Peppadew™ is the trademarked brand name of peppers from a pepper plant called “Piquanté.”
The trademark on the name is held by Peppadew International Ltd of South Africa.
The Piquanté bush grows up to 1 1/2 metres tall (5 feet), bearing up to 50 to 60 chiles per bush.
The peppers ripen over a four month period, with peppers lowest on the bush ripening first. The peppers are small and round, only about 2 to 3 cm tall (1 inch), with bright red thin flesh walls. They look like a cross between cherry tomatoes and small red peppers.
The taste is sweet with a bit of heat, but not to a level that would impress most chile lovers.
The brand name of Piquanté peppers called Peppadew is grown by Johan Steenkamp, in the Eastern Cape of South Africa. More accurately, they are grown for him by contracted farmers on farms near Tzaneen, which is near the Kruger National Park, in the north-eastern province of South Africa called “Limpopo province” (just south of the Zimbabwe border.) Steenkamp gives them six-week old seedlings to start the bushes from.
Peppadew Peppers are sold pickled whole in jars and in large cyrovac pacs, with stems and seeds already removed.
There are two styles, one mild and one “hot.”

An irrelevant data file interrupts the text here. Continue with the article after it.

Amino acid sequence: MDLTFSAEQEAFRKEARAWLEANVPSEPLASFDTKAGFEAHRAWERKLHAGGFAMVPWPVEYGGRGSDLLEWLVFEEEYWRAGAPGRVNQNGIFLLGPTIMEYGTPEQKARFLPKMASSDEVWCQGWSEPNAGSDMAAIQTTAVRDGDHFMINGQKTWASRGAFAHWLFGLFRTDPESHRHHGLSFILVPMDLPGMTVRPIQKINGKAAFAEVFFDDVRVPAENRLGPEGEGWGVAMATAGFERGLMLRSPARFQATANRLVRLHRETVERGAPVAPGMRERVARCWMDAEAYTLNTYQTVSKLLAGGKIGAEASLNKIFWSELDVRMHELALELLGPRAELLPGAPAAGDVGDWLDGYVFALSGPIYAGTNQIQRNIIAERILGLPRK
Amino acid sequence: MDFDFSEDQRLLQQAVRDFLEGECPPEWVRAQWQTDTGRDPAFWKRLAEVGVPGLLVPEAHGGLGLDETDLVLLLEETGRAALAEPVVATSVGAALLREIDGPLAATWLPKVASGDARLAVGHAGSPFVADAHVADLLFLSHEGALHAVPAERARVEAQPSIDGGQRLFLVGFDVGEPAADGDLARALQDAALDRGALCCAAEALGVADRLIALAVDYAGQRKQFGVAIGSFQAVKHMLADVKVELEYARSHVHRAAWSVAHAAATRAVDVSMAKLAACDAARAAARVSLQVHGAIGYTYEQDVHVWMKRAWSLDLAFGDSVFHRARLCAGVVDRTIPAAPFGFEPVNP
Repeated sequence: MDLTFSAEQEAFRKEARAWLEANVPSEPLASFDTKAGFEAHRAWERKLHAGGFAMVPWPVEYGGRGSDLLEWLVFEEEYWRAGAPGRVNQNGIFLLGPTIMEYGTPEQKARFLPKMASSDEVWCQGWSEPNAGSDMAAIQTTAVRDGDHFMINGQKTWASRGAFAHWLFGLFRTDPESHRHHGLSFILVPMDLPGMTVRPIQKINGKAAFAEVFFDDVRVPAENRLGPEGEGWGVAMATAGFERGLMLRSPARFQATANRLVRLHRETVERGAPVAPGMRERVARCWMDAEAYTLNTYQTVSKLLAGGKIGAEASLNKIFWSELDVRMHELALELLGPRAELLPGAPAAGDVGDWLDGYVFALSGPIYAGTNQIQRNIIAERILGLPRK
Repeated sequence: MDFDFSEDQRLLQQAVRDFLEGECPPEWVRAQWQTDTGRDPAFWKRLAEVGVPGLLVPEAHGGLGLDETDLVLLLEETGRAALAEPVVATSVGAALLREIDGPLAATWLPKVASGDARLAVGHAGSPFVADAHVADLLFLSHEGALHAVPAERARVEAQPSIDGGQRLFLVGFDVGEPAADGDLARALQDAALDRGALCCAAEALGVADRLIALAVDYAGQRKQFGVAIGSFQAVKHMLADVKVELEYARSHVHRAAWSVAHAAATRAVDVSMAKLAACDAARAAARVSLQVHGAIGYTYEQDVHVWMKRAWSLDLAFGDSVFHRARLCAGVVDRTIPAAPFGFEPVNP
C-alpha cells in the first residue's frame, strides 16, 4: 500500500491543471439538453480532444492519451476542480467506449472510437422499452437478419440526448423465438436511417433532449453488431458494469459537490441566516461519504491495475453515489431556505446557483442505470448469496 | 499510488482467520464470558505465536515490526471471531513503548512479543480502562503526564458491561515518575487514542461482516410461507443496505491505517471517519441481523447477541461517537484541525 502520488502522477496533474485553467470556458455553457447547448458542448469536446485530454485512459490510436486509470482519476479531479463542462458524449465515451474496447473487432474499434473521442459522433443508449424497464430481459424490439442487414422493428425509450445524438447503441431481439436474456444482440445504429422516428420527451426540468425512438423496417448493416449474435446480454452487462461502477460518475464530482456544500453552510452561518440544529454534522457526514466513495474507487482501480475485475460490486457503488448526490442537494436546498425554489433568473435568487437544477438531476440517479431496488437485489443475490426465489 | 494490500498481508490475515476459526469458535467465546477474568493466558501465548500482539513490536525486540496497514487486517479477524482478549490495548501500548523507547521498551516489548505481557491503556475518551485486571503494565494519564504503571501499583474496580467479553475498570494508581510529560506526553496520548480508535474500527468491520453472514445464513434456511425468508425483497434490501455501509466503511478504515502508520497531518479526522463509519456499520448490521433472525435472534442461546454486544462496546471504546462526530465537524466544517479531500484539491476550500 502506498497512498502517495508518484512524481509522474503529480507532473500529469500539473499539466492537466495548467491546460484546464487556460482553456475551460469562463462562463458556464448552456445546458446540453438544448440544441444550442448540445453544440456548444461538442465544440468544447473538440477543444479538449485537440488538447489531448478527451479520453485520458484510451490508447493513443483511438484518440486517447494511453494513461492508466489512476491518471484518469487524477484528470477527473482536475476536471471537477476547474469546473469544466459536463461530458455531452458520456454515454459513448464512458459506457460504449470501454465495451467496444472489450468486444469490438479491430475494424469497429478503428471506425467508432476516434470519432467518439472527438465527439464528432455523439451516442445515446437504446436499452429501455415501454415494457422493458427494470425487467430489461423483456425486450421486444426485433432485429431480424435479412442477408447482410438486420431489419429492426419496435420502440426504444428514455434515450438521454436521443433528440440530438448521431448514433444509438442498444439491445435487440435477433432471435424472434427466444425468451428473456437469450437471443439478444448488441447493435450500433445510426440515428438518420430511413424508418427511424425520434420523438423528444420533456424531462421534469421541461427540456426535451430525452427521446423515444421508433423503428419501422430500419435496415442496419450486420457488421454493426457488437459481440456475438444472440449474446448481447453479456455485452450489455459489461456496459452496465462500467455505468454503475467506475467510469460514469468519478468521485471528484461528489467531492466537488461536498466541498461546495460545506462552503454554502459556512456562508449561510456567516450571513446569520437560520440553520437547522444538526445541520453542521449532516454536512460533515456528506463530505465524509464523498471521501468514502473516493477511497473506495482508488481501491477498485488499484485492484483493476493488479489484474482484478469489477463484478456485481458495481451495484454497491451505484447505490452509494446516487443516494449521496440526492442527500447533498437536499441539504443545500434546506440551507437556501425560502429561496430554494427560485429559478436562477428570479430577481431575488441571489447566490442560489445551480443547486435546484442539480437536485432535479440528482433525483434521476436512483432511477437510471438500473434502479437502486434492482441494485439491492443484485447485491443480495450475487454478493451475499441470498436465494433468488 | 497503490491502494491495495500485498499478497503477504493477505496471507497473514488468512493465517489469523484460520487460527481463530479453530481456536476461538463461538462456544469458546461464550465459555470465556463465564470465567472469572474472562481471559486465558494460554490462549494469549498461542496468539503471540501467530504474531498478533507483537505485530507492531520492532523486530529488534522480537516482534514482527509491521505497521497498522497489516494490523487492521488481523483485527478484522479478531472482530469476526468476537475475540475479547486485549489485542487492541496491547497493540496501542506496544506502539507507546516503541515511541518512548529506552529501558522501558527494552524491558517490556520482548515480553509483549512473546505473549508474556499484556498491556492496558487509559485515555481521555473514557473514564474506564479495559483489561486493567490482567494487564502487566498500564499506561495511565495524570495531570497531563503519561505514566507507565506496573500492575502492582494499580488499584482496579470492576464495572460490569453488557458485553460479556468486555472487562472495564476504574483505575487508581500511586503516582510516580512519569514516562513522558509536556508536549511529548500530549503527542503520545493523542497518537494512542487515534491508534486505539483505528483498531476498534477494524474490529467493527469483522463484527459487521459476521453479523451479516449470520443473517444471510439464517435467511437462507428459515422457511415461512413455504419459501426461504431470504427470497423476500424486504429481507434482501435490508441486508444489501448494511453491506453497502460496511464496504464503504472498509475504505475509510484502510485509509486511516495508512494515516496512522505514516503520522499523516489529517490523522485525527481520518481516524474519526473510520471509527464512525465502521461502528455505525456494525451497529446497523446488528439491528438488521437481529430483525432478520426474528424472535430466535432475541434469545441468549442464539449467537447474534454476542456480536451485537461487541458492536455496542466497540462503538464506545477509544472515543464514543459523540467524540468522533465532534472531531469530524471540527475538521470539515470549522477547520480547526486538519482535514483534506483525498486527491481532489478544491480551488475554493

The pickling solution is made from sugar, distilled vinegar, salt, and ascorbic acid, with calcium chloride as well to help firm up the peppers. The “hot” variety has ground chile added to the pickling solution, and that’s what makes them “hotter” than the mild ones.
They are also sold processed into a liquid condiment sauce, a salsa, and a ketchup. They are not sold fresh.
The juice from the jar can be used in marinades or salad dressings.
Refrigerate the jar after opening; use within 8 weeks.
In 1994, Johan Steenkamp found peppers growing near one of his homes in the Eastern Cape of South Africa. He tasted them, and found them very hot (at least to his tastebuds. It’s not known if he’s ever tasted a habanero, to get a general idea of what the upper end of the hot scale is.)
He saved the seeds from the peppers, and planted them. He called the actual plant “Piquanté.”
He had botanists at the Council for Scientific and Industrial Research verify that it was a separate variety of chile plant that had sprung up, and he established the trademarks, and registered international plant breeders’ rights for that pepper plant. The plant, obviously, is a hybrid that occurred naturally, from plants that originated in the New World, as peppers are not native to Africa.
Many South Africans find even bell peppers hot to their tastes, so there’s a reasonable chance the parents would have been sweet pepper plants, as opposed to chile pants.
Steenkamp began experimenting with bottling the peppers. In his first trials, both the bottles and the chiles in them exploded.
The first country abroad they were sold in was Ireland in 2000. Approved for sale in America by the FDA in May 1999.
Peppadew™ is a trademarked name. The name Peppadew applies to the processed peppers in the jar, not the plant.
The company doesn’t encourage Peppadew to be used as an adjective, as in “Peppadew Soup.”
McClelland, Angie. A winner of a weed. Johannesburg, South Africa: Sunday Times. 13 June 1999.